Walt Disney World opened this weekend, one of the last major attractions to reopen in Florida after the coronavirus pandemic shut everything down in March. It’s a good time to take a look at what Tampa Bay’s top attractions, museums and theme parks are doing now.
Some of them have changed operations since they first reopened. Kids can splash in the water play areas at Busch Gardens again, other places require face masks when they didn’t at first, and some hands-on touch exhibits have reopened.
“We are making changes on a weekly basis,” said Joe Couceiro, CEO of ZooTampa at Lowry Park, which is now requiring reservations on its tram tours and masks in any indoor venue. “But I think people are really looking for a reprieve and the zoo is a good option. So we have been very cautious so we can provide a safe experience.”
Here’s some information to know before you go about face masks, timed tickets and other policies put in place to operate safely during the coronavirus pandemic.
Since it reopened June 11, Busch Gardens has required visitors, including passholders, to make a reservation for the day they want to visit the park. All guests and staff get their temperatures checked upon entry, and face masks are required.
In recent weeks the park has added three more “relaxation zones,” for a total of seven places around Busch Gardens where visitors can take their masks off and get a breather.
Relaxation zones can be found on the south side of the Serengeti Overlook restaurant; by the Bengal Bistro in Jungala; at the Stanleyville boardwalk near the Tigris entrance; at the Event Pavilion Patio across from the park’s festival pathway entrance; at the Coke Canopy in the Bird Gardens area; on top of the Stanleyville bridge; and at the Sesame Street Pavilion in the Sesame Street Safari of Fun play area.
The park has also reopened the water play areas in Jungala and Sesame Street. It has also resumed the Serengeti Safari tour, a $29.99 add-on that requires a reservation.
Busch Gardens is closed Mondays and Wednesdays, and the nearby Adventure Island water park is closed Tuesdays and Thursdays.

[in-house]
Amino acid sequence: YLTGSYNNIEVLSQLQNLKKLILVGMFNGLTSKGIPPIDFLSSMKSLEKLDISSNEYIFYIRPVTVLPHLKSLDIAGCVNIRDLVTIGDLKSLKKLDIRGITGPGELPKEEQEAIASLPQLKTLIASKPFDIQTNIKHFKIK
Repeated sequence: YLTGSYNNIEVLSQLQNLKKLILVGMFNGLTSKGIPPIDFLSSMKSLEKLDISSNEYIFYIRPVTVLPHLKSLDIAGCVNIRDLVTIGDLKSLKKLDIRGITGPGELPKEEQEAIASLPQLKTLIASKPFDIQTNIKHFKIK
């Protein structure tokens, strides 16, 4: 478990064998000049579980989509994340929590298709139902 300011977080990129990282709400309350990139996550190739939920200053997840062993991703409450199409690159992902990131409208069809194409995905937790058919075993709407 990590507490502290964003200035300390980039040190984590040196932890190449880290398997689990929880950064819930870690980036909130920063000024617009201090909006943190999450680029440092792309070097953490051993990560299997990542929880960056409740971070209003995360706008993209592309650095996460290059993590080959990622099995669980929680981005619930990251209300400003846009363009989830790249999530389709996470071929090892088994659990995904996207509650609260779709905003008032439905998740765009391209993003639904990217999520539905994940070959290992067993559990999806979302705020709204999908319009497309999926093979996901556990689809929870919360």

Tampa’s Museum of Science and Industry reopened on May 27, and it does not require reservations or timed tickets. It now requires face masks when inside, in compliance with Hillsborough County’s order, “and if a guest does not have one, we will give them one with a paid admission,” said Rob Lamke, the museum’s chief operating officer.
MOSI opened a new exhibit recently called “Space for Art,” with local astronaut Nicole Stott. Sponsored by the Space for Art Foundation, the exhibit focuses on the connection between personal and planetary health. Find hours and information at mosi.org.
ZooTampa at Lowry Park
Since it reopened on May 29, ZooTampa at Lowry Park has been giving out free disposable face masks to guests. At first it was merely to encourage their use, but now that the city of Tampa has ordered masks for all when indoors, the zoo has enforced that for its indoor venues such as restaurants and gift shops.
The zoo has brought back the feeding element of its behind-the-scenes Signature Encounters, so guests can feed treats to giraffes and Asian rhinos, but now they have to use a bamboo stick instead of directly hand-feeding. There is a reservation system set up at the entrance of “Dinos Alive!,” the exhibit of life-sized animatronic dinosaurs that runs through Aug. 9. And there is now an online reservation system in place for the popular Lorikeet Landing, a free-flying aviary of colorful birds that visitors can walk through.
Reservations aren’t required to visit the zoo but are strongly encouraged because the zoo is capping its daily capacity at 50 percent and could be sold out on the day you plan to visit. Make reservations at zootampa.org.
The Tampa aquarium reopened May 15 and still requires all guests to get a timed ticket at flaquarium.org before their arrival. There is no limit to how long guests can stay, but you need to book an arrival time so the aquarium can manage crowd capacity. Face masks are now required for anyone over age 2.
The aquarium’s popular Splash Pad play area is back in operation, though reservations are required, capacity will be limited to 15 children at a time and play time is limited to 30-minute time slots. Kiosks to make reservations are located by the 4D Theater, and are available on a first-come, first-served basis.